This is an image of me (Art Fossett) made up of words from this blog.

Thanks to Dave Pattern for the PerlMagick script that created it.

Truely, were you wafted here from paradise? Nah, Luton Airport...

Looking at the Second Life map this morning I happened to notice that the University of Bedfordshire now seem to have two islands not far from Eduserv Island.

I popped over to take a look and met up with Bedforshire Zuhal who has been single-handedly creating their presence in-world. He's done a pretty impressive job as well. Especially since he said it's all been pulled together in not much more than two weeks. The photo is of us standing together on top of the in-world version of the Luton campus library.

For me, this highlights how easy it is to pull stuff together in-world, once you get the hang of it - and assuming that you have an aptitude of course. The Uni are already starting to use the space for teaching - small-scale stuff initially of course.

Thursday, 13 December 2007

Cylindrian live

I've been in Second Life for well over a year but I've never really been attracted by in-world live music. I dunno why.

This evening, thanks to a tweet from Mal Burns, I popped over to ElvenMoor to see the last few numbers in a set by Cylindrian.

Not exactly my cup of tea musically, though very pleasant to listen to and no-one could deny that Grace Buford is a powerful performer. The audio stream was crisp and clear. Overall it was a great experience and one that I wouldn't mind repeating sometime.

Another day, another 3600 seconds

I occasionally get invited to give a version of my presentation entitled "Second Life in 3600 Seconds" to various audiences in the UK - a misnomer if ever there was one, since I can quite easily talk about Second Life for two hours or more without even pausing for breath or repeating myself!

Yesterday I went over to the Institute of Learning and Research Technology (ILRT) at the University of Bristol to give the presentation during their staff development week. Usually when I give this talk I'm in places where I'm not sure what the network will be like, so I tend to use mainly PowerPoint, dropping into Second Life every so often just to demonstrate things.

On this occasion however I wanted to do more than simply show pictures of Second Life. I wanted to give people a proper feel for what virtual worlds are like to use and, perhaps more importantly, to demonstrate some of the practical issues with using it for virtual meetings. To do that properly I decided firstly, to do the whole presentation from within Second Life and secondly, that I needed other residents to be around while I did it.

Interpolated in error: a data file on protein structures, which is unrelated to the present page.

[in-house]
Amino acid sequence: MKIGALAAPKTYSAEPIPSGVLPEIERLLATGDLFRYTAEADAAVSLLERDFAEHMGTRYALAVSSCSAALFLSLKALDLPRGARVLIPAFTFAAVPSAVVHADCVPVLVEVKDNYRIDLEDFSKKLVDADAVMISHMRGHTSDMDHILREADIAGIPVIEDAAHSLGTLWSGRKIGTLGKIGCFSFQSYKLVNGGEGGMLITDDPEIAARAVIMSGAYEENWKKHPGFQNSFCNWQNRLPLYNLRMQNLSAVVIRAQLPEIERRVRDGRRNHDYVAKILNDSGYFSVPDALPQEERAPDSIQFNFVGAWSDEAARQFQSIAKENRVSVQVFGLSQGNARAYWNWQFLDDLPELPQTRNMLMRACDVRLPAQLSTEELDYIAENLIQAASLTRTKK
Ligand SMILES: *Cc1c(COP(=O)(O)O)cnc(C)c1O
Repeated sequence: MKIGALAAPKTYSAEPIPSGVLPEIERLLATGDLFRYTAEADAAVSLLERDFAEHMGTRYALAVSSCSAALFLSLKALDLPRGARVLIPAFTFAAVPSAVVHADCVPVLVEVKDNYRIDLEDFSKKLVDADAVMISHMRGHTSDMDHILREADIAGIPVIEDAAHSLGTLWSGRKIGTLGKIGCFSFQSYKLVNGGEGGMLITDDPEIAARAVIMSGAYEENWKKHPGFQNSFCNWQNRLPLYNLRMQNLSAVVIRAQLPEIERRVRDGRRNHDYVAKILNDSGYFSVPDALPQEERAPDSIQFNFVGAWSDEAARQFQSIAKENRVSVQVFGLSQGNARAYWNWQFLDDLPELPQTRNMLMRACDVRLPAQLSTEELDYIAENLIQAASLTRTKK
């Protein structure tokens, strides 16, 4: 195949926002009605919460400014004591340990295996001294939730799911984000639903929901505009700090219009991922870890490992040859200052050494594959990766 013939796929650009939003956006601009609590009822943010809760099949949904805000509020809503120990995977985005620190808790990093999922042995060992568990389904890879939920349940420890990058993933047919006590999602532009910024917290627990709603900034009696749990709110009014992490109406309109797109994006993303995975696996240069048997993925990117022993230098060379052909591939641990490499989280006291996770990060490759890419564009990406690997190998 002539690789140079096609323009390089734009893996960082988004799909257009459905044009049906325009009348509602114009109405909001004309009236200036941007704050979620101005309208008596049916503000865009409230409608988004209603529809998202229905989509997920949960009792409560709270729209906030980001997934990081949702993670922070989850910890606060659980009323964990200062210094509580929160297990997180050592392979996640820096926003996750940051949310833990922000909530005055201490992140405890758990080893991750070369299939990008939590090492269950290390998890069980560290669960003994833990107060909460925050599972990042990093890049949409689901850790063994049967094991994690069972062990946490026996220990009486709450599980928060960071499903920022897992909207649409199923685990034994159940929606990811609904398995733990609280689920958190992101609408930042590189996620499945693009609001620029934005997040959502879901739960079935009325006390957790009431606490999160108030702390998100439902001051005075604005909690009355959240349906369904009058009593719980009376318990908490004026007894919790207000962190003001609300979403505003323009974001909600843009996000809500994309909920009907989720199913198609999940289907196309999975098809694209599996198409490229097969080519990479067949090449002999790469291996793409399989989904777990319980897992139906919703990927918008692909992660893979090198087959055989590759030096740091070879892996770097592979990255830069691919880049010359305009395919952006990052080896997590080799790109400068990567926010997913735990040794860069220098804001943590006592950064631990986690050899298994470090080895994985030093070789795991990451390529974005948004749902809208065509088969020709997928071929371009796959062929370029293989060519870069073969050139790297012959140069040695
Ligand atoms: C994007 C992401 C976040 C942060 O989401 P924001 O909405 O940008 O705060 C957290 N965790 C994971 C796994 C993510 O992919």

To that end, I decided to announce my talk the day before to the UK Second Life Educators group in Facebook, saying that I was happy for people to attend the talk in-world if they wanted to. Given only a day's notice, I wasn't expecting many people to show up - in the end there were 5 or 6 I guess.

So, what was the set up?

In the real-life venue I had two laptops. The first running the Second Life client and being projected onto the display screen in the room so that the RL audience could see everything that was happening in-world. The second fitted with a Web-cam and streaming an image of me into Second Life via Veodia.

In-world, I used the Virtual Congress Centre on Eduserv Island as the venue. About half my slides were uploaded onto the in-world display screen - the other half were turned into tee-shirts with slogans that I could wear at appropriate points during the talk. (As a record of the session I've recombined these two parts back into a composite Slideshare presentation).

I turned up at the venue about 30 minutes before I was due to speak and set everything up, including starting the Veodia stream. Things seemed to be OK. However, after about 1o minutes the video stream lost sound :-(. I don't know why. Those of you who have read my earlier report on streaming the UKOLN Blogs and Social Networks event will know that this is not an unfamiliar situation for me :-(

Struggling to get the stream started again and with the RL audience of about 35 people filtering into the room I switched tack and moved over to using in-world voice as the way of delivering the talk in-world. This wasn't a major problem - the combination of voice and in-world slides being perfectly acceptable as a in-world presentation experience IMHO - and SL's voice technology seemed to work pretty well.